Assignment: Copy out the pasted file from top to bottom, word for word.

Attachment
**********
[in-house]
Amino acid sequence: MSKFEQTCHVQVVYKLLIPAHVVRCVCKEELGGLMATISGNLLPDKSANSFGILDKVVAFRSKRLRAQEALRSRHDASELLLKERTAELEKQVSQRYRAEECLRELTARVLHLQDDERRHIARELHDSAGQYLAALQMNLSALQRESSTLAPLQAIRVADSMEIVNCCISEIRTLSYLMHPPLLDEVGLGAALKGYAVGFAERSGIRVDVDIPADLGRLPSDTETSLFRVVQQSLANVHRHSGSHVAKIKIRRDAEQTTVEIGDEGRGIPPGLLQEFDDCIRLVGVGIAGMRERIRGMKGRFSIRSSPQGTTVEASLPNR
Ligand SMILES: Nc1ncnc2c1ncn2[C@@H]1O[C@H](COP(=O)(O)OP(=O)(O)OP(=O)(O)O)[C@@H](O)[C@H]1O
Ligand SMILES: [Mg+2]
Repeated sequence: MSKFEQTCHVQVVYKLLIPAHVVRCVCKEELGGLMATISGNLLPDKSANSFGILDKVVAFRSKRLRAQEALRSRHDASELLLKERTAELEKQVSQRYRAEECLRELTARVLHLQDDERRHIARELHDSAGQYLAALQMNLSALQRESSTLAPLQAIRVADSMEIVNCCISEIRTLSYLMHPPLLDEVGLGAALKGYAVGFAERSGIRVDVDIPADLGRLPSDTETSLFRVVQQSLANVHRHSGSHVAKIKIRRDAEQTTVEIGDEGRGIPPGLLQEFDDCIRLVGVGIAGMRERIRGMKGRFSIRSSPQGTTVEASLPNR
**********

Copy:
[in-house]
Amino acid sequence: MSKFEQTCHVQVVYKLLIPAHVVRCVCKEELGGLMATISGNLLPDKSANSFGILDKVVAFRSKRLRAQEALRSRHDASELLLKERTAELEKQVSQRYRAEECLRELTARVLHLQDDERRHIARELHDSAGQYLAALQMNLSALQRESSTLAPLQAIRVADSMEIVNCCISEIRTLSYLMHPPLLDEVGLGAALKGYAVGFAERSGIRVDVDIPADLGRLPSDTETSLFRVVQQSLANVHRHSGSHVAKIKIRRDAEQTTVEIGDEGRGIPPGLLQEFDDCIRLVGVGIAGMRERIRGMKGRFSIRSSPQGTTVEASLPNR
Ligand SMILES: Nc1ncnc2c1ncn2[C@@H]1O[C@H](COP(=O)(O)OP(=O)(O)OP(=O)(O)O)[C@@H](O)[C@H]1O
Ligand SMILES: [Mg+2]
Repeated sequence: MSKFEQTCHVQVVYKLLIPAHVVRCVCKEELGGLMATISGNLLPDKSANSFGILDKVVAFRSKRLRAQEALRSRHDASELLLKERTAELEKQVSQRYRAEECLRELTARVLHLQDDERRHIARELHDSAGQYLAALQMNLSALQRESSTLAPLQAIRVADSMEIVNCCISEIRTLSYLMHPPLLDEVGLGAALKGYAVGFAERSGIRVDVDIPADLGRLPSDTETSLFRVVQQSLANVHRHSGSHVAKIKIRRDAEQTTVEIGDEGRGIPPGLLQEFDDCIRLVGVGIAGMRERIRGMKGRFSIRSSPQGTTVEASLPNR